River Revivals

“A river went out of Eden to water the garden and from thence it was parted, and became into four heads: Pison, Gihon, Hiddekel, and the Euphrates (Genesis 2:10-14).” Moses wrote this valuable information which took place after 4004 B.C. Rivers have fascinated people for millennia, not only in the Far East, but in the United States as well.

In the U.S. there are over 250,000 rivers which measure 3,500,000 miles. The longest is the Missouri (2,540 miles); however in water volume the Mississippi is first. The Tennessee River runs past a small town, Parsons, which is about 125 miles from Memphis. The Mississippi, called the ‘father of waters,’ starts from a small outlet of Lake Itasca, rushes past Memphis, then hundreds of miles further into Lake Pontchartrain at New Orleans; then into the Gulf of Mexico.

One gallon of water weighs 8.33 pounds per gallon so this writer will let the readers figure how much all rivers weigh! Rivers provide drinking water, irrigation water, transportation, electrical power, drainage, food and recreation. Rivers also erode land and carry it downstream to the sea. This kind of erosion can even form canyons like the Grand Canyon and waterfalls like Niagara Falls. Who would have imagined that there have been and can be River Revivals?

One of the greatest happened in Israel. Syria had a commanding general, Naaman, who had captured an Israeli maiden in one of his raids against Palestine. She noticed that her master had the dreaded disease leprosy and recommend that he let the Prophet Elisha pray for his recovery. Syria’s king liked the idea and sent his warrior to Israel’s king. The king was furious and questioned if Syria sought a battle. Elisha told them to bring Naaman to him. Driving up in his ‘Cadillac’ chariot, his pride imagined the prophet coming out and making a big deal of the healing. Elisha sent his servant Gehazi who told Naaman to go to the Jordan River and immerse seven times. Naaman became furious and was going back home until his servant prevailed. So he waded out into the water, dipped seven times and his flesh became like a baby!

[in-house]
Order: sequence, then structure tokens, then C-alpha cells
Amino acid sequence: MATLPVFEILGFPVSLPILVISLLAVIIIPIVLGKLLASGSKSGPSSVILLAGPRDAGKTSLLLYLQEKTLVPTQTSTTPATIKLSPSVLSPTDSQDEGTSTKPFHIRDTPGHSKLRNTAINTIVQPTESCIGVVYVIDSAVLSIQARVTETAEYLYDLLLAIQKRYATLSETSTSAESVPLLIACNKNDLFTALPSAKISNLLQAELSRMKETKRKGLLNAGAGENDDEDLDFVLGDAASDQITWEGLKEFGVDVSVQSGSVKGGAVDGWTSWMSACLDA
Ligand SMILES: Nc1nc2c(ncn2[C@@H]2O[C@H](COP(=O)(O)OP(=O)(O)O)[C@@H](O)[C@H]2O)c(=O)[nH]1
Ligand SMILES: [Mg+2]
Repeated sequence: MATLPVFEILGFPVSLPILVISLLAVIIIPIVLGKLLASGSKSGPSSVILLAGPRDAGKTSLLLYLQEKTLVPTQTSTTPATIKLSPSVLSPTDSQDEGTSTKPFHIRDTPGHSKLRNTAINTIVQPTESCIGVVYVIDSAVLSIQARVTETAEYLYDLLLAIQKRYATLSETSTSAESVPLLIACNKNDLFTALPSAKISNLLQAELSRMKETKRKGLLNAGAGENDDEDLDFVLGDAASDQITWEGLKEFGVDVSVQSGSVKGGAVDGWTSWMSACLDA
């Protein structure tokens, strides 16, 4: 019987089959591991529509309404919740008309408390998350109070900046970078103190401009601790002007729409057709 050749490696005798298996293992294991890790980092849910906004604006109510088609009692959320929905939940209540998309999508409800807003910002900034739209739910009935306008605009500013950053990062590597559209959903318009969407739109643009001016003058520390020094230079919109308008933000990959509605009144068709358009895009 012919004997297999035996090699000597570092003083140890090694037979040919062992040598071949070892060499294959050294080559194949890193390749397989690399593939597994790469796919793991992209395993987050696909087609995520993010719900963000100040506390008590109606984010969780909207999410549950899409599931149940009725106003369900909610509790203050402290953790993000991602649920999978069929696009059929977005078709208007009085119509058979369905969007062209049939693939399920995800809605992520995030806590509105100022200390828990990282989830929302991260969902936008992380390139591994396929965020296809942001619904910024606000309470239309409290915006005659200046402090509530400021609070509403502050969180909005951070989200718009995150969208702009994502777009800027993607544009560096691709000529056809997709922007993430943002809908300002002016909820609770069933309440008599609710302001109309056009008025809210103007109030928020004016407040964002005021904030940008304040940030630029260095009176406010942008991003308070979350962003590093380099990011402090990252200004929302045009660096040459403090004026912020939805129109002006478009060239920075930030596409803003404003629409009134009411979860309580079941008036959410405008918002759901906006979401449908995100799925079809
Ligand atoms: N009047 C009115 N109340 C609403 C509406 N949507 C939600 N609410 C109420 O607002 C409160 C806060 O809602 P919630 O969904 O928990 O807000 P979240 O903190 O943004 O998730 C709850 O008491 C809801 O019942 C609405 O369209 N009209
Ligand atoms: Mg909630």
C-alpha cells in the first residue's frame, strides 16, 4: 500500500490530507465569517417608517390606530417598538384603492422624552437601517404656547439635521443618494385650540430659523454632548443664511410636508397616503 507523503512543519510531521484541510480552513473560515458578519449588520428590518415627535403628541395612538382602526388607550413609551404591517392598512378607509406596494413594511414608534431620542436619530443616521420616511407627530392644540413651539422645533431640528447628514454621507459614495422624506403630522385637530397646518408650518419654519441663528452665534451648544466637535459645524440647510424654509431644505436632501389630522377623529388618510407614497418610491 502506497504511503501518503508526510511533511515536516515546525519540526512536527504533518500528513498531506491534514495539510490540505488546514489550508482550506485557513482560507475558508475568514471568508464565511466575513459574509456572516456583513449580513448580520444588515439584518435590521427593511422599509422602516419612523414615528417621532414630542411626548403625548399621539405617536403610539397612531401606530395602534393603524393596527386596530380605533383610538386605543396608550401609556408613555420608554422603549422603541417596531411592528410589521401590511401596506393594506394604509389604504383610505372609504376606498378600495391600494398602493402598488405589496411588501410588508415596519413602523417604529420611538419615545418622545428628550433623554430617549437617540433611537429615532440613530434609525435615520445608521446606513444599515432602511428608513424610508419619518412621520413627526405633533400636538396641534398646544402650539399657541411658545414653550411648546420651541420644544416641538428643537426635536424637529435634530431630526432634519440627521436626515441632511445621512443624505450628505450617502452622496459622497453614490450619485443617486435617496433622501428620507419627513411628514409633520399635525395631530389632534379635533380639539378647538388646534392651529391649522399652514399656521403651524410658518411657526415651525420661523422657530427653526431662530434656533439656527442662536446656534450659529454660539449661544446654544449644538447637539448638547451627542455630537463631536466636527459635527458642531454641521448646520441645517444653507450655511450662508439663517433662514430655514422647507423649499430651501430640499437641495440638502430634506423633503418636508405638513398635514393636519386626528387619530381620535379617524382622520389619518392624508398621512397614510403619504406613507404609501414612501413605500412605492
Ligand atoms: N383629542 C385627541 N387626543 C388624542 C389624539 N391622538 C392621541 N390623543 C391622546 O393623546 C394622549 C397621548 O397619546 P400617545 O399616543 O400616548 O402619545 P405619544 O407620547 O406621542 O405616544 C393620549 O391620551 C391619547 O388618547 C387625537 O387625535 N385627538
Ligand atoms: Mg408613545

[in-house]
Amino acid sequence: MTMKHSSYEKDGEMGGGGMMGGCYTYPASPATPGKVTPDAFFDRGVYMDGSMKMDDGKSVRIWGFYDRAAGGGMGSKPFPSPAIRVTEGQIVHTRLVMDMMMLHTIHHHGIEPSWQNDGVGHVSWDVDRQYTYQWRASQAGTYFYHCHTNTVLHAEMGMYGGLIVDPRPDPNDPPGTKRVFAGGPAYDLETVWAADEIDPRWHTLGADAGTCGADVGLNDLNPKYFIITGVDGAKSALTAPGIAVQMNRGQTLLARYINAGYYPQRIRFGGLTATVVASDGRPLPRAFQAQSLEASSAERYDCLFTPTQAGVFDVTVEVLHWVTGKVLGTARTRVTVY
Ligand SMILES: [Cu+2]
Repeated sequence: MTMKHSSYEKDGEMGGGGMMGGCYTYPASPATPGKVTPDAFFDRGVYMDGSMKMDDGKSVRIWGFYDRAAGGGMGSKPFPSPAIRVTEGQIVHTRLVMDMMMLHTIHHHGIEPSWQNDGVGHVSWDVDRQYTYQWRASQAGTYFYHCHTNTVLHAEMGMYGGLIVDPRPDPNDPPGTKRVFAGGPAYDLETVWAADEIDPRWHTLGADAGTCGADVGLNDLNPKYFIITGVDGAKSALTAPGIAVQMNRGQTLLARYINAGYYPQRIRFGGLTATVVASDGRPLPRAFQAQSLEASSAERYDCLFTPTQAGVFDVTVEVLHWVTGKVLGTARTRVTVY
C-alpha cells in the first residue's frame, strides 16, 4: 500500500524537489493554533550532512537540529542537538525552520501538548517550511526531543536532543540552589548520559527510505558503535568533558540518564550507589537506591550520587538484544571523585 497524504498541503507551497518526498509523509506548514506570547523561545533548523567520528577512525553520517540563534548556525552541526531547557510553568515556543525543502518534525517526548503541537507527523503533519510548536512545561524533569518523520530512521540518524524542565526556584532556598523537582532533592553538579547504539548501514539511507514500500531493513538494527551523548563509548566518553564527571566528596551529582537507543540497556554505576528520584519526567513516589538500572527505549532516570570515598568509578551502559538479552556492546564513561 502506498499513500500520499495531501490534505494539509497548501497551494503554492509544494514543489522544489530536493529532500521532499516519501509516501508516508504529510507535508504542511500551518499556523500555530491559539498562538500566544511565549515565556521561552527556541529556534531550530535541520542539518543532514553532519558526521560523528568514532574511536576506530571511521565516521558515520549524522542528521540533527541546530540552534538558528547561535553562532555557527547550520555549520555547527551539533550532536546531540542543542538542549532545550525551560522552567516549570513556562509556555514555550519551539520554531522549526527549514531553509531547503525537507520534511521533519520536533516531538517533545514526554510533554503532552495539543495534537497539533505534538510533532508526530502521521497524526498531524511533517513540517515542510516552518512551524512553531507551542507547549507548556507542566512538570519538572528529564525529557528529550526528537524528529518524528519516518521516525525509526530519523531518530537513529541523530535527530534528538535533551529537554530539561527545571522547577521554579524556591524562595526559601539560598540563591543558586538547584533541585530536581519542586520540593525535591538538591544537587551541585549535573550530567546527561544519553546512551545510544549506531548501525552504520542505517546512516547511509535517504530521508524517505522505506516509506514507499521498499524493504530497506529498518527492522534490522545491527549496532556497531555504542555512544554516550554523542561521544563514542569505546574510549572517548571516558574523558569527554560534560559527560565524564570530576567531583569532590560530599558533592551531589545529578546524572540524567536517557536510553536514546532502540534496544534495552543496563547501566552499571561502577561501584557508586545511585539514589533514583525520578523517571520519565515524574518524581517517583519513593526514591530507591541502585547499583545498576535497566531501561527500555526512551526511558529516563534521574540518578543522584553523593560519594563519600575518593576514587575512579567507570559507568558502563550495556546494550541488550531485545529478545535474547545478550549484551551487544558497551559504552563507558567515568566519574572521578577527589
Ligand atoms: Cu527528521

He had received a revival in the Jordan, and was so thrilled that he offered a huge reward. The prophet refused because it was the love of God, not money that produced revival.

The writer of Psalm One is not identified but some think it was Solomon because it is similar to Proverbs. Nevertheless, he knew about River Revivals for he said: “he shall be like a tree planted by the rivers of water that bringeth forth his fruit in his season (Psalm 1:3).” A tree has to have water to survive and the soul of man must receive the Spirit’s living water to prosper. Two pastors, Stephen Burns of Parsons and his friend Terry Black of Memphis have agreed that there is a need for a “Revival between the Rivers!” This writer was so moved when he heard this that he joined in prayer for it to take place. Imagine a revival 100 miles wide! Every village, community, town, and city filled with the Spirit. The Tennessee and Mississippi are ideal points which the Holy Ghost can hover over and immerse, filling each person.

So many churches in America are on or near rivers. This is a good place to start. Every other location whether desert, mountain, hill, or plain can join in. Revival, revival, revival; let the United Pentecostal Church experience it in 2012!

Rev. Raymond Parnell is Pastor Emeritus of Christ Memorial Temple in Lafayette, Indiana.

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